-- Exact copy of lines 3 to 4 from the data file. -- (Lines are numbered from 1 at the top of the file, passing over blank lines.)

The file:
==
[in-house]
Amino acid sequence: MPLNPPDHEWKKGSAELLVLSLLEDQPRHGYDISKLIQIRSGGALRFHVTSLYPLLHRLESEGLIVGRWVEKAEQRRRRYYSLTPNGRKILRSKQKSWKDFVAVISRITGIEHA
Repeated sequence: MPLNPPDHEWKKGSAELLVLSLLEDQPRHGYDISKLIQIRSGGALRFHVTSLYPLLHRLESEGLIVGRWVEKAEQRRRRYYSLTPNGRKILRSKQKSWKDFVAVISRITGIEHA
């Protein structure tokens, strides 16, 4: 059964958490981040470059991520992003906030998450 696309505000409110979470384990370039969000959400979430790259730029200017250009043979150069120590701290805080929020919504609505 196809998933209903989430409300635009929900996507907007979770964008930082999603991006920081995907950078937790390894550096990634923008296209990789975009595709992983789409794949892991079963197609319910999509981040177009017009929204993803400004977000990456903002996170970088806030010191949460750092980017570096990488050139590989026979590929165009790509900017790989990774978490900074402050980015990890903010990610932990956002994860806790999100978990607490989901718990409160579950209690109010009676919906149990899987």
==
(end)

Repeated sequence: MPLNPPDHEWKKGSAELLVLSLLEDQPRHGYDISKLIQIRSGGALRFHVTSLYPLLHRLESEGLIVGRWVEKAEQRRRRYYSLTPNGRKILRSKQKSWKDFVAVISRITGIEHA
């Protein structure tokens, strides 16, 4: 059964958490981040470059991520992003906030998450 696309505000409110979470384990370039969000959400979430790259730029200017250009043979150069120590701290805080929020919504609505 196809998933209903989430409300635009929900996507907007979770964008930082999603991006920081995907950078937790390894550096990634923008296209990789975009595709992983789409794949892991079963197609319910999509981040177009017009929204993803400004977000990456903002996170970088806030010191949460750092980017570096990488050139590989026979590929165009790509900017790989990774978490900074402050980015990890903010990610932990956002994860806790999100978990607490989901718990409160579950209690109010009676919906149990899987």